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Driving Backlight LED

Hi, I have some questions about the proper voltage and current to provide for the LED backlight.

1. What is the correct forward voltage and forward current? The DT024DTFT datasheet page 7 lists forward current and has symbol (VF) typical 15mA. 15mA seems reasonable, but shouldn't the symbol be (IF)? The datasheet list forward voltage symbol (IF) typical 12V. 12V seems pretty high is this correct? I was under the impression I would be able to drive it with 3.3V. Also shouldn't the symbol be (VF)?

2. Does the DT024DTFT LED backlight require a current limiting resister or does it come with one? If one is required what is the suggested resister value?

3. Does the LED backlight need to be ON for me to see anything on the screen?

Replies

engineering_seacomp's picture
engineering_seacomp
March 9, 2020

Hi JSteward,

1. The correct backlight forward voltage and current are 12V and 15mA. The datasheet does incorrectly list Forward Current as "Vf" and Forward Voltage as "If". They should be reversed as you have pointed out.

The 3.3V refers to the display's Power Supply Voltage (powers the display drivers), which is separate from the Backlight Voltage. The backlight consists of 4 LEDs in series with forward voltages of 3V each, hence the 12V backlight voltage (see page 4 of the datasheet for backlight circuit diagram).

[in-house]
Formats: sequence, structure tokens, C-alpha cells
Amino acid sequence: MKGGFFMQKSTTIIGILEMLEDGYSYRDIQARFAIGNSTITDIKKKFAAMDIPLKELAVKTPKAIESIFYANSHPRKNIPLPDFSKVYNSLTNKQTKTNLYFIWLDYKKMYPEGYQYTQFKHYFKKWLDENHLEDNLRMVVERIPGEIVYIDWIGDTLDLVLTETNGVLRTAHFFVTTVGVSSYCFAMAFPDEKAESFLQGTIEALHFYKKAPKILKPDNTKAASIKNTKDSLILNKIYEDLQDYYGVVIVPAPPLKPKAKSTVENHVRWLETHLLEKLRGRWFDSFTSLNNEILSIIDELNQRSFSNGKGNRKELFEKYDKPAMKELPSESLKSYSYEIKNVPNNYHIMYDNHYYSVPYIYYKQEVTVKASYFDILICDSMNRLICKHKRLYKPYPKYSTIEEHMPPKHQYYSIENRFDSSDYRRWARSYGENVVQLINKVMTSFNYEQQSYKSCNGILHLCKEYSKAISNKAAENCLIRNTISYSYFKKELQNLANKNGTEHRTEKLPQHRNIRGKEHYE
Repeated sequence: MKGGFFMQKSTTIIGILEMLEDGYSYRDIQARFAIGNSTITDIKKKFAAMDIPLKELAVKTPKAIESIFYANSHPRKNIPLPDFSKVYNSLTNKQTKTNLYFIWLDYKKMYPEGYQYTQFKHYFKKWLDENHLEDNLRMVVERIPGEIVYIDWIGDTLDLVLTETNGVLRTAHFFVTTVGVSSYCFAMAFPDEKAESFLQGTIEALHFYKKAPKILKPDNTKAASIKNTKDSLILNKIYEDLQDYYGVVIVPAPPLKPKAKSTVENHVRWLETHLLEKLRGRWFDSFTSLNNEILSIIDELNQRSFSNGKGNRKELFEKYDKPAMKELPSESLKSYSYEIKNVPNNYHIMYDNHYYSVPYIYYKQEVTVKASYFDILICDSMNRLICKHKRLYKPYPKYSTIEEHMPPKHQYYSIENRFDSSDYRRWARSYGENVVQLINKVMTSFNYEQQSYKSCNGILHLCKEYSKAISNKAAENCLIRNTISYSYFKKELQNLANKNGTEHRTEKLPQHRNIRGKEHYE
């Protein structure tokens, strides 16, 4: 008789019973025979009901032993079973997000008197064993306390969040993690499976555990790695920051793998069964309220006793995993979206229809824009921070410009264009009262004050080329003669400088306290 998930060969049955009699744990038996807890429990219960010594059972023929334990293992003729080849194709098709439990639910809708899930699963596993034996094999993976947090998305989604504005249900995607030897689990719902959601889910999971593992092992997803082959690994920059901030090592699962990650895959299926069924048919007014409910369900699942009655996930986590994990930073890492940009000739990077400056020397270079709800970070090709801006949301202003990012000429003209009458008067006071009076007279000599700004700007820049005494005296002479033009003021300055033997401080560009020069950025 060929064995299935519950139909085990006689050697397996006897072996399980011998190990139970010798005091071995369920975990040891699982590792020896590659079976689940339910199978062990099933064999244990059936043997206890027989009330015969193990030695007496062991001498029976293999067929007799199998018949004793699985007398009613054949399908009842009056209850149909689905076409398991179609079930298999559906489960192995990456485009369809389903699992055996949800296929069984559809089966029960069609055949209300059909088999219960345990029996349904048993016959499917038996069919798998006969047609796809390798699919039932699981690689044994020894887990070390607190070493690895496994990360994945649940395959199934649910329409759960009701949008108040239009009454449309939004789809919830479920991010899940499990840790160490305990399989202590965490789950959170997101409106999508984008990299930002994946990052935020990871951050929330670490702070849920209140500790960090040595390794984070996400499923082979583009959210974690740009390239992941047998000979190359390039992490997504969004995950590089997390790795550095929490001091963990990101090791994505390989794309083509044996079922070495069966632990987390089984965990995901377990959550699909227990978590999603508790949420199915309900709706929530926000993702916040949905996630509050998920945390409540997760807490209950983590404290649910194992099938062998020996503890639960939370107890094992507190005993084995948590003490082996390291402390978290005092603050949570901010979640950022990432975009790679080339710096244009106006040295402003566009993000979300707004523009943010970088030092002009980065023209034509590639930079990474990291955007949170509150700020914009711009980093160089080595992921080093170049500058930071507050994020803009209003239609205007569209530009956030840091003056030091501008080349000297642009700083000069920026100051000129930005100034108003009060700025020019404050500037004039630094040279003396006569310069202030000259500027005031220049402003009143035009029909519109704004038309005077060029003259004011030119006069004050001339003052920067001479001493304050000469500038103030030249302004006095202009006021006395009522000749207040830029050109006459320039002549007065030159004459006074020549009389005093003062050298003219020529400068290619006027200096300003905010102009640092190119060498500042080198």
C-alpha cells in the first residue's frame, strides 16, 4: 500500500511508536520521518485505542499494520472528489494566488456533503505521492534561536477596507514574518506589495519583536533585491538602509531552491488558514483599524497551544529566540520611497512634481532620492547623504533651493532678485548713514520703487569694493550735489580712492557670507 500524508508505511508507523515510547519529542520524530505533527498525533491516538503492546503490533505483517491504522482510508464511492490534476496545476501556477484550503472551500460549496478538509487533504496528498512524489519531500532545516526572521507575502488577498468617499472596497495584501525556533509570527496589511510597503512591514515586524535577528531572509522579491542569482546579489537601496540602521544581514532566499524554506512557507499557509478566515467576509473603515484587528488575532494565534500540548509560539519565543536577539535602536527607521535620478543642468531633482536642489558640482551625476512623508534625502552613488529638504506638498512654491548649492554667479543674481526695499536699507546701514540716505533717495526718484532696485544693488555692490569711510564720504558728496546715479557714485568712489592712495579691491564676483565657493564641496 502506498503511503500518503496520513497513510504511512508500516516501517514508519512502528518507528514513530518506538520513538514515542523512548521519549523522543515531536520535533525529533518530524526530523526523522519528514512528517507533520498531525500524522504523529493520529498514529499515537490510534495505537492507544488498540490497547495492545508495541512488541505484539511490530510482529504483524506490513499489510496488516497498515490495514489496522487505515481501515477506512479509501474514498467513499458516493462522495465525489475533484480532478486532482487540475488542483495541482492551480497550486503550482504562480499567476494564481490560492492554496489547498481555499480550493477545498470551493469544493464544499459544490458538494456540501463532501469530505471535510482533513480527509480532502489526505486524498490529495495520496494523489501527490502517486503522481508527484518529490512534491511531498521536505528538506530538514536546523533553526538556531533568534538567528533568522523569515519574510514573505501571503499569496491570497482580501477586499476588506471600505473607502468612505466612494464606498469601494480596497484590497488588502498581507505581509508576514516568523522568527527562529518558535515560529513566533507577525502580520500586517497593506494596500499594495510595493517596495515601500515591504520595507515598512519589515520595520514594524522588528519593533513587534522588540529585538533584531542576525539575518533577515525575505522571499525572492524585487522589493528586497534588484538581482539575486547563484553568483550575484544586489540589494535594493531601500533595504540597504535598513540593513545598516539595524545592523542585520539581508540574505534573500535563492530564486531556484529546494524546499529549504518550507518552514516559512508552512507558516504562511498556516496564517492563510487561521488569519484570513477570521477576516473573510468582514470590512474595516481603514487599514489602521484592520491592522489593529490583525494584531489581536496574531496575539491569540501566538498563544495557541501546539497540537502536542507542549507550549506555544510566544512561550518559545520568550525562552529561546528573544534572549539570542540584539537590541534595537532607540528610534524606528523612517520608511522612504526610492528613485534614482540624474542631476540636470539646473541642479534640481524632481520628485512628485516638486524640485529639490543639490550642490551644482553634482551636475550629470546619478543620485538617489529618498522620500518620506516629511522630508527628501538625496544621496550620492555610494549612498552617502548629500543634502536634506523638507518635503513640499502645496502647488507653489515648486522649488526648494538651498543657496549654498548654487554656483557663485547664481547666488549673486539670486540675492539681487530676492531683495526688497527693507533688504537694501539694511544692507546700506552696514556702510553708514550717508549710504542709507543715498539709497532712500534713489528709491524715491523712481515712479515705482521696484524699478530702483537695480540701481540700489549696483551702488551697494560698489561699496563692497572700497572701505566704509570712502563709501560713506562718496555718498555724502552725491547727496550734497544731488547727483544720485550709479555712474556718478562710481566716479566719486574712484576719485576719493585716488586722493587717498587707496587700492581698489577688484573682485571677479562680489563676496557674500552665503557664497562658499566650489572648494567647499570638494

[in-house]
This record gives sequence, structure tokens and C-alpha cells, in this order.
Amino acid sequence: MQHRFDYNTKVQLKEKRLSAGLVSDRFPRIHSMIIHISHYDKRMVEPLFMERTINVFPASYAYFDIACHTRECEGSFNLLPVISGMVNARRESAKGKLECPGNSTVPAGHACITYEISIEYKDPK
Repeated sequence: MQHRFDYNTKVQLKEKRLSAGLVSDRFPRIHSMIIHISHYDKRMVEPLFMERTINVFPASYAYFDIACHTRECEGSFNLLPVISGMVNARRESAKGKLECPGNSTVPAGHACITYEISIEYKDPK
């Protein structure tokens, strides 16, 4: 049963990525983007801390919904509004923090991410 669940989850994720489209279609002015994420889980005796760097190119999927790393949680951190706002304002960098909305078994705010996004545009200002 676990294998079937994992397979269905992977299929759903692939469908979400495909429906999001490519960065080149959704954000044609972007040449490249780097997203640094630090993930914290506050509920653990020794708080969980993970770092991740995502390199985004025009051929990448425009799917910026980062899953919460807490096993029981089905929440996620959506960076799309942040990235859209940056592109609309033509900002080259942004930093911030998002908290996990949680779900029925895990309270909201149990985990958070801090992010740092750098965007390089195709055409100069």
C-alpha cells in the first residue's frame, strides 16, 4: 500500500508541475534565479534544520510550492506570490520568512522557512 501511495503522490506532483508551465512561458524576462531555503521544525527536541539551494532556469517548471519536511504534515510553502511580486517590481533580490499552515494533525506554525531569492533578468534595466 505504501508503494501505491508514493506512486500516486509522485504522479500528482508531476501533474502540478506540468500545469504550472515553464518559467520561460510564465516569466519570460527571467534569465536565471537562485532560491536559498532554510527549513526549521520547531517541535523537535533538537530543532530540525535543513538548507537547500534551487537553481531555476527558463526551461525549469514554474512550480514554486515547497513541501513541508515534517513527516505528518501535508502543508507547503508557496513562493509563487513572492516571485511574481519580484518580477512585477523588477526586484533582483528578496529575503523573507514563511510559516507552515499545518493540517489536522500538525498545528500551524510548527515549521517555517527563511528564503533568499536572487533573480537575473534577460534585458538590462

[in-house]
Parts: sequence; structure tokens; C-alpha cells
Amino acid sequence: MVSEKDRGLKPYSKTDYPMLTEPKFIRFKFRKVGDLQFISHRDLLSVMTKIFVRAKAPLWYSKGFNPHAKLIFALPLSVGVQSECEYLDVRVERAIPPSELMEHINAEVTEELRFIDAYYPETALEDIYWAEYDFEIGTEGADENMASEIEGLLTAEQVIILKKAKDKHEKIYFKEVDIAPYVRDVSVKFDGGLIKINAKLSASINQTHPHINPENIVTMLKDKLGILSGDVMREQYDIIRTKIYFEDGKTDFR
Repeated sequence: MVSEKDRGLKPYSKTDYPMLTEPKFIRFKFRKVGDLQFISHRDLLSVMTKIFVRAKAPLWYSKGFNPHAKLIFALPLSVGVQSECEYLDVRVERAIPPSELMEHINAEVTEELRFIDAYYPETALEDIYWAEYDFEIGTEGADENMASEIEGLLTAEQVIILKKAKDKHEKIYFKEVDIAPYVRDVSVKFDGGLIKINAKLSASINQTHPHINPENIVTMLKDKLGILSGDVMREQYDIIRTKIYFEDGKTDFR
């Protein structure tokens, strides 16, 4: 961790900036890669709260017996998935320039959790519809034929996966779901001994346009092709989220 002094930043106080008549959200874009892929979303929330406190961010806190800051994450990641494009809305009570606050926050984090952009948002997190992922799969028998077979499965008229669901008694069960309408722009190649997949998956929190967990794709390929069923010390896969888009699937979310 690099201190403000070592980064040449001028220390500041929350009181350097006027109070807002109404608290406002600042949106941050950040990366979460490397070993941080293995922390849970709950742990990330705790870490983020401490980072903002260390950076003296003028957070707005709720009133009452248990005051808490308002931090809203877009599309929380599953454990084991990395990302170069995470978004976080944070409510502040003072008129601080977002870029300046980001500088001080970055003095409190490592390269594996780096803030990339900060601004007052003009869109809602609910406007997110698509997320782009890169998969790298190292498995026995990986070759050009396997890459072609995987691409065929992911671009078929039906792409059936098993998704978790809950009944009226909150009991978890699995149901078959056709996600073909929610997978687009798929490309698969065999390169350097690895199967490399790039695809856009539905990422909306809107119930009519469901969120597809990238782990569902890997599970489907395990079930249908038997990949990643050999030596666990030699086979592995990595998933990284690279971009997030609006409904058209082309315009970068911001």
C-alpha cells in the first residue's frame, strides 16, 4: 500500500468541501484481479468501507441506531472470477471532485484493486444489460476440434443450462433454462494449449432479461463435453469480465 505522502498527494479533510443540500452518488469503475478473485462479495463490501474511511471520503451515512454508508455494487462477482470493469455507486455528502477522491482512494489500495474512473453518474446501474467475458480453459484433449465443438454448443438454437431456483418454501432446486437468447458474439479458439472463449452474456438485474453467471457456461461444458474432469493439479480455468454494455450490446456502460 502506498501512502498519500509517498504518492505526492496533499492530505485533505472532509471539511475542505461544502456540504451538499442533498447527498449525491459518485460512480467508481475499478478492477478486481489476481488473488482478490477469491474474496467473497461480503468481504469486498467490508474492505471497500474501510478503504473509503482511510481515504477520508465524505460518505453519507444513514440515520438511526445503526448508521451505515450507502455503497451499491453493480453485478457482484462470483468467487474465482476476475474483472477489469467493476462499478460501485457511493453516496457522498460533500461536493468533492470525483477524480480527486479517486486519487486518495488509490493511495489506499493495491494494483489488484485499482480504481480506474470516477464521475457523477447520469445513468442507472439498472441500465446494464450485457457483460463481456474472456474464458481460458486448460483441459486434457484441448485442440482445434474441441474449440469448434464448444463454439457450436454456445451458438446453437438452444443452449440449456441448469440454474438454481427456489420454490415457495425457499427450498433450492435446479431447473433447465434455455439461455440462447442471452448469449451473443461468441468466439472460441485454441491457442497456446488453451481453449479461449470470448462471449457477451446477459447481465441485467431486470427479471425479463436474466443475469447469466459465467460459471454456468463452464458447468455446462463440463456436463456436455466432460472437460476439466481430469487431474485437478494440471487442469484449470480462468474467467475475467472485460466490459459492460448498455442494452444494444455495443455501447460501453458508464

2. A resistor should be chosen to provide the backlight LEDs with 15mA. If you are using a boost driver such as the CAT4139 to drive the backlight (recommended), you will need a current set resistor such as the one in the reference design shown here:

https://www.screencast.com/t/MW5S5Vmy5

The 20 ohm resistor (R24) sets the current to 15mA, and the boost driver automatically generates the voltage needed.

3. The backlight does need to be on in order to observe anything on the display.

Thanks!

JSteward's picture
JSteward
March 9, 2020

Thank you for your speedy reply and thank you for taking the time to thoroughly answer my questions! I was able to provide the 12V with an external power supply and use a current limiting resister to provided the 15mA. I can now see my demo program running on the display :) Thanks for the tip with the boost driver I plan to include it in the next revision of my PCB design.